‘This makes a huge impact’: We spoke to Owen Jones and the students occupying UCL

Monday marked the first day of a week long, 24 hour occupation of UCL

This Monday a group of University of London students occupied UCL’s main building, readied with tents and supplies, for a week long sit-in to support striking lecturers.

There were over 50 students involved in the ongoing 24 hour occupation of the building. Students pitched tents in front of the Provost’s office and warned they do not plan to leave the space for at least a week in a show of support for UCL’s striking workforce.

We spoke to Isaac, who was identified as a head organiser of the strike. He told The London Tab “it shows students to care. It’s easy to feel like students are apathetic to the situation but it certainly isn’t the case here.”

He went on to say: “The Provost hasn’t responded to our occupation, but frankly it’s time he listens to his workers. This is the second round of prolonged industrial action in a year, and things can’t carry on like this. Clearly the university just isn’t working, something needs to change.” 

The Tab also spoke to Leo, a KCL student in occupation. He told us that they plan to “use this place as a central hub for an intercollegiate support for the strike, and we’re hoping a Birkbeck contingent joins soon. It’s out of order that we even have to do this – the University should support its staff and meet basic UCU demands, instead of treating its staff like they’re nothing.”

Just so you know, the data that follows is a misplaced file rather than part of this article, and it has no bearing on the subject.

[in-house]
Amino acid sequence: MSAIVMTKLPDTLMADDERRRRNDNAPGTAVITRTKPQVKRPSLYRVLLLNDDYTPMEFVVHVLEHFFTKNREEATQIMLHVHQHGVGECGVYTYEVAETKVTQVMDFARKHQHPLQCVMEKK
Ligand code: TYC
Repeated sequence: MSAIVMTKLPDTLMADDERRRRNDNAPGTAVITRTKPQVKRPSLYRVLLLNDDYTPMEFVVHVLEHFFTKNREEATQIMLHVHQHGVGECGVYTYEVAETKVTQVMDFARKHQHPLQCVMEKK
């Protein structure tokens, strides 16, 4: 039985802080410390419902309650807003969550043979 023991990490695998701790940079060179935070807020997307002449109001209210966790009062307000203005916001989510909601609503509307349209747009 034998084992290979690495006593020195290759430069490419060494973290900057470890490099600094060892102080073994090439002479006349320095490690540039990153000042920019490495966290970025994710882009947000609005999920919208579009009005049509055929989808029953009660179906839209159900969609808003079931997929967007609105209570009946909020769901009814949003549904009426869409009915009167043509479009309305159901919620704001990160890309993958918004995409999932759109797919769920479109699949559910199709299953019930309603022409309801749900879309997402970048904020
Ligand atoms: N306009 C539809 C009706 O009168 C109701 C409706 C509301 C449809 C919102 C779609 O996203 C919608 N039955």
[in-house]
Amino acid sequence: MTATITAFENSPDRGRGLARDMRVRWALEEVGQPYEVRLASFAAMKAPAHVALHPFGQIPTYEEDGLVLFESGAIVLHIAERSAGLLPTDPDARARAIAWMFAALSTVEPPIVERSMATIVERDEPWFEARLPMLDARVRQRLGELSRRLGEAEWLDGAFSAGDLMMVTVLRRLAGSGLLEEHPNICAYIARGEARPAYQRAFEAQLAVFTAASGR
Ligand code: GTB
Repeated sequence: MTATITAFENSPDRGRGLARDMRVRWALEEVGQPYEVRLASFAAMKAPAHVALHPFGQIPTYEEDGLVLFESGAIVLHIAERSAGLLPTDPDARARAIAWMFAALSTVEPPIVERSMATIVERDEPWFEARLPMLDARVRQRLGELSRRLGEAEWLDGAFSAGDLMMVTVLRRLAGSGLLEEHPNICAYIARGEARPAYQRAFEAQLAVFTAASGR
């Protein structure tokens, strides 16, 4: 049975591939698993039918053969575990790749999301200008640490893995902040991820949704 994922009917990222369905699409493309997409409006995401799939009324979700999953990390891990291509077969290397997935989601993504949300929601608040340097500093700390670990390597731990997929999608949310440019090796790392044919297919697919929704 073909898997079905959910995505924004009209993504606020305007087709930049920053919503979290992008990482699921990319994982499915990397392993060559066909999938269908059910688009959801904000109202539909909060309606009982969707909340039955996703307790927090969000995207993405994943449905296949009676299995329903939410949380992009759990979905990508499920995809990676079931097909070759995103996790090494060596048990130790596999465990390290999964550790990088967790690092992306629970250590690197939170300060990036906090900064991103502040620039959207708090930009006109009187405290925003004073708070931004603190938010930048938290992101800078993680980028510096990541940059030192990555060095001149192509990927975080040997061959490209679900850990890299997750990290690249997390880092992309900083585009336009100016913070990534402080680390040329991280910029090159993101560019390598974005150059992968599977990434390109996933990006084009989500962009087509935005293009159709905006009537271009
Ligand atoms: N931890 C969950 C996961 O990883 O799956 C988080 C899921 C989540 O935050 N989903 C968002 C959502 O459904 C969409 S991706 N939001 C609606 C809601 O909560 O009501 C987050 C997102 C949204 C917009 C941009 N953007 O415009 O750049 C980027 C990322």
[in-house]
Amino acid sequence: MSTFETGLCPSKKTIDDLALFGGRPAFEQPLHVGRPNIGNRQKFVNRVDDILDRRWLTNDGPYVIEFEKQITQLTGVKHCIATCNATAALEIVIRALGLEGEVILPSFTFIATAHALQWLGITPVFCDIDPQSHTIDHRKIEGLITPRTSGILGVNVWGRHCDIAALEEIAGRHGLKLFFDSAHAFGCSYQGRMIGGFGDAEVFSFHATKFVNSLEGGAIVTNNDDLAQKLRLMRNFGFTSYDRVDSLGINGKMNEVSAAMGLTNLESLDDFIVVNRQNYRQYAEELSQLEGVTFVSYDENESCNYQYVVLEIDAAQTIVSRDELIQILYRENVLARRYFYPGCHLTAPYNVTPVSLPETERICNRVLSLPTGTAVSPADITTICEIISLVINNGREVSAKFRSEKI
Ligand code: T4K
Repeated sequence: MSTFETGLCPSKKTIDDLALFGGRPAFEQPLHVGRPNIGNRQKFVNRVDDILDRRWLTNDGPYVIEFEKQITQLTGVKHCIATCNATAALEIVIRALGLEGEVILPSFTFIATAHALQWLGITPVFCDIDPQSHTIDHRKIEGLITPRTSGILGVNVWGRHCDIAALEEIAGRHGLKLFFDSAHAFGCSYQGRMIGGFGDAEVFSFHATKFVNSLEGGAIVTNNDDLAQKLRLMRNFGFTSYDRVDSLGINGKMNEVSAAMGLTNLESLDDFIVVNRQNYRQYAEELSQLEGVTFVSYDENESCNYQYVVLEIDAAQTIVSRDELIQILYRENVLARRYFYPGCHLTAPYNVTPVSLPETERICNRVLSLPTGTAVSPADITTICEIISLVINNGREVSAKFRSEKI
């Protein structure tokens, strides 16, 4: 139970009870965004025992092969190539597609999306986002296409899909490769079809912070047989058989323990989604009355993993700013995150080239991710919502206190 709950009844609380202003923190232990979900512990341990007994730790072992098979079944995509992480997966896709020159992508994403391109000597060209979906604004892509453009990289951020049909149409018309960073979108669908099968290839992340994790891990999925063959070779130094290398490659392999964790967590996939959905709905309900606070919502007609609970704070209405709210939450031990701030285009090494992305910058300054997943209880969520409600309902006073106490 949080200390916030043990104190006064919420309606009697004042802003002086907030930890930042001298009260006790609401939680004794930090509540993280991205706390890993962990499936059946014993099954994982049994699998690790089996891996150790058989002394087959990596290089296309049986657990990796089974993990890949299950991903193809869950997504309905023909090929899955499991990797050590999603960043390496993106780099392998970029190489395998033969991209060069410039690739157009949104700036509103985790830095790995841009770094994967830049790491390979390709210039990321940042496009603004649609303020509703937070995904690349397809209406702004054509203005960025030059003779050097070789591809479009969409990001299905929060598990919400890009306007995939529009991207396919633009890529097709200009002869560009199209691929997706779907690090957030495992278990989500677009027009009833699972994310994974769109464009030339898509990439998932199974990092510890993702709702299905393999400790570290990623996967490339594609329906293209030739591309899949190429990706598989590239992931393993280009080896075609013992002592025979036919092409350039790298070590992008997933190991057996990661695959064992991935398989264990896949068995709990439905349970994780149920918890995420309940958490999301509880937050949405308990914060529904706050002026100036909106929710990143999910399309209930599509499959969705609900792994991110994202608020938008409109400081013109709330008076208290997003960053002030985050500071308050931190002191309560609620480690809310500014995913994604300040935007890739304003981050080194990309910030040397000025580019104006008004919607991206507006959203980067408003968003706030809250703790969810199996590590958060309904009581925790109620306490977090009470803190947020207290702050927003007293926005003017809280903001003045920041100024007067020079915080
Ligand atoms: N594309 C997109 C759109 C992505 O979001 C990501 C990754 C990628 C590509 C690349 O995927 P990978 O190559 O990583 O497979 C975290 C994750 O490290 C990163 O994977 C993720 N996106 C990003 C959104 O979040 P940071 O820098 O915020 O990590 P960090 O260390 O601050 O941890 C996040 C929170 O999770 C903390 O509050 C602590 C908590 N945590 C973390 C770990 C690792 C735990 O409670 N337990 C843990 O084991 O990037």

When asked why he would not simply set up a similar occupation at King’s, he said he “doesn’t think King’s would have the same support for action like this. ”

The Tab spoke to Owen Jones, journalist and UCL alumnus, who came to UCL to show his support for the occupation. He told us that as a PhD student at UCL, he had occupied the Jeremy Bentham Room when tuition fees had been increased, and if he was still a student he had “no doubt that he would be occupying the space now.”

“There is a proud tradition of UCL students standing up against injustice and workers in struggle”, he said. 

We asked Owen about what he thought it would take for the universities to change and meet the demands of staff and students. He said: “If you do fight you might lose, if you don’t fight you’ll definitely lose. This is the only possible chance of winning. It feeds into broader stuff – it helps in terms of public opinion. When we get an election, Labour need to stand by their commitment to help the striking staff. If people don’t protest like this, they’ll say theres no demand for it so nothing would happen.

“It might be a long haul, it might be a short haul. If there isn’t strikes, if there isn’t an occupation then you will lose. Just a 100 per cent chance of that. I know it’s hard and difficult, but when you look through history, the history of all struggles isn’t people protesting then the government goes OK, yeah fine. There are often setbacks and defeats, and sometimes takes weeks, months or even years. A lot of progress takes decades. It’s about having that understanding of history that it is a struggle, not a walk over, and this does make a huge impact. 

“It encourages other people to do something similar, and spreads like wildfire. If people write about it and post about it on social media, more students create a movement which adds more pressure. It’s your generation who are going to change the world.”